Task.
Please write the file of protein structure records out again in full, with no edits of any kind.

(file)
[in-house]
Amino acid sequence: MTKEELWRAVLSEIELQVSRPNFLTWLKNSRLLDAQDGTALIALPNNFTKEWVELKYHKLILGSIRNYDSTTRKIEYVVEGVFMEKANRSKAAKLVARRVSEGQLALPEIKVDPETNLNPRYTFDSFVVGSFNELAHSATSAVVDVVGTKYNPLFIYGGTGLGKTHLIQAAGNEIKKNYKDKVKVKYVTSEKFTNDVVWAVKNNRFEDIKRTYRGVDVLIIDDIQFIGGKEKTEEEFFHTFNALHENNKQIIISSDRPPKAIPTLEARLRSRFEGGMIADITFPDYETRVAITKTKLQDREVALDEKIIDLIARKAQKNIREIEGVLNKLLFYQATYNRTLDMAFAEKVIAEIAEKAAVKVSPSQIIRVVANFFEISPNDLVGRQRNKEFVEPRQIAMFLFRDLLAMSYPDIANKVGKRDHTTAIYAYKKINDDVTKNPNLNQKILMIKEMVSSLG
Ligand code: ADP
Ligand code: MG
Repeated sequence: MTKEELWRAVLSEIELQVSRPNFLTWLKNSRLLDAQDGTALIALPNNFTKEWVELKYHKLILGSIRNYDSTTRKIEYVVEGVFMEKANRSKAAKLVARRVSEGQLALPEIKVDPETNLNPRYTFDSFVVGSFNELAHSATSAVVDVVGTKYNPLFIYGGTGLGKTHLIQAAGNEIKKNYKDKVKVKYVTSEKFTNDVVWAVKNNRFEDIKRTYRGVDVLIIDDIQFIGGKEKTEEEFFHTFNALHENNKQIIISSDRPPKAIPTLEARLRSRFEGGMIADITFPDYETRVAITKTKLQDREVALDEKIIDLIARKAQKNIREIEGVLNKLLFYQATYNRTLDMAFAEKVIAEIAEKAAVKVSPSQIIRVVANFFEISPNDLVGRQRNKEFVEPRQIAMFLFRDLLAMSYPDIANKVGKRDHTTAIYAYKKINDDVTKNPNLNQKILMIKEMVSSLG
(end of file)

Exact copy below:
[in-house]
Amino acid sequence: MTKEELWRAVLSEIELQVSRPNFLTWLKNSRLLDAQDGTALIALPNNFTKEWVELKYHKLILGSIRNYDSTTRKIEYVVEGVFMEKANRSKAAKLVARRVSEGQLALPEIKVDPETNLNPRYTFDSFVVGSFNELAHSATSAVVDVVGTKYNPLFIYGGTGLGKTHLIQAAGNEIKKNYKDKVKVKYVTSEKFTNDVVWAVKNNRFEDIKRTYRGVDVLIIDDIQFIGGKEKTEEEFFHTFNALHENNKQIIISSDRPPKAIPTLEARLRSRFEGGMIADITFPDYETRVAITKTKLQDREVALDEKIIDLIARKAQKNIREIEGVLNKLLFYQATYNRTLDMAFAEKVIAEIAEKAAVKVSPSQIIRVVANFFEISPNDLVGRQRNKEFVEPRQIAMFLFRDLLAMSYPDIANKVGKRDHTTAIYAYKKINDDVTKNPNLNQKILMIKEMVSSLG
Ligand code: ADP
Ligand code: MG
Repeated sequence: MTKEELWRAVLSEIELQVSRPNFLTWLKNSRLLDAQDGTALIALPNNFTKEWVELKYHKLILGSIRNYDSTTRKIEYVVEGVFMEKANRSKAAKLVARRVSEGQLALPEIKVDPETNLNPRYTFDSFVVGSFNELAHSATSAVVDVVGTKYNPLFIYGGTGLGKTHLIQAAGNEIKKNYKDKVKVKYVTSEKFTNDVVWAVKNNRFEDIKRTYRGVDVLIIDDIQFIGGKEKTEEEFFHTFNALHENNKQIIISSDRPPKAIPTLEARLRSRFEGGMIADITFPDYETRVAITKTKLQDREVALDEKIIDLIARKAQKNIREIEGVLNKLLFYQATYNRTLDMAFAEKVIAEIAEKAAVKVSPSQIIRVVANFFEISPNDLVGRQRNKEFVEPRQIAMFLFRDLLAMSYPDIANKVGKRDHTTAIYAYKKINDDVTKNPNLNQKILMIKEMVSSLG